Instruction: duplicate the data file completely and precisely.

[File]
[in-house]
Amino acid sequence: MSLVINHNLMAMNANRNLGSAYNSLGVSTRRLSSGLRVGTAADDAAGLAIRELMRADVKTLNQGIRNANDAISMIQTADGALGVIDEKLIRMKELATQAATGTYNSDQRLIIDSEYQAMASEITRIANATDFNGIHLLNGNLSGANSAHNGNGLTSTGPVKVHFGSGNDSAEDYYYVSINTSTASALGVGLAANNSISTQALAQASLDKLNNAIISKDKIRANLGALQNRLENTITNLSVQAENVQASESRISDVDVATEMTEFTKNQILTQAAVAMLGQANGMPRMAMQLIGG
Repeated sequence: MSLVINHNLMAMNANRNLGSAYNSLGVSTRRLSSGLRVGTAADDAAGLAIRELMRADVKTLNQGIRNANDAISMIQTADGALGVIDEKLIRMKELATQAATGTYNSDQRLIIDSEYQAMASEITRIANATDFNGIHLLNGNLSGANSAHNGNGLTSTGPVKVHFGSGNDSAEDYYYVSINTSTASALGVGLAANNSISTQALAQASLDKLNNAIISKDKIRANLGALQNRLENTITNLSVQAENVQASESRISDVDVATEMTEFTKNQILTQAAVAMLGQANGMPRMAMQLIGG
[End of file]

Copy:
[in-house]
Amino acid sequence: MSLVINHNLMAMNANRNLGSAYNSLGVSTRRLSSGLRVGTAADDAAGLAIRELMRADVKTLNQGIRNANDAISMIQTADGALGVIDEKLIRMKELATQAATGTYNSDQRLIIDSEYQAMASEITRIANATDFNGIHLLNGNLSGANSAHNGNGLTSTGPVKVHFGSGNDSAEDYYYVSINTSTASALGVGLAANNSISTQALAQASLDKLNNAIISKDKIRANLGALQNRLENTITNLSVQAENVQASESRISDVDVATEMTEFTKNQILTQAAVAMLGQANGMPRMAMQLIGG
Repeated sequence: MSLVINHNLMAMNANRNLGSAYNSLGVSTRRLSSGLRVGTAADDAAGLAIRELMRADVKTLNQGIRNANDAISMIQTADGALGVIDEKLIRMKELATQAATGTYNSDQRLIIDSEYQAMASEITRIANATDFNGIHLLNGNLSGANSAHNGNGLTSTGPVKVHFGSGNDSAEDYYYVSINTSTASALGVGLAANNSISTQALAQASLDKLNNAIISKDKIRANLGALQNRLENTITNLSVQAENVQASESRISDVDVATEMTEFTKNQILTQAAVAMLGQANGMPRMAMQLIGG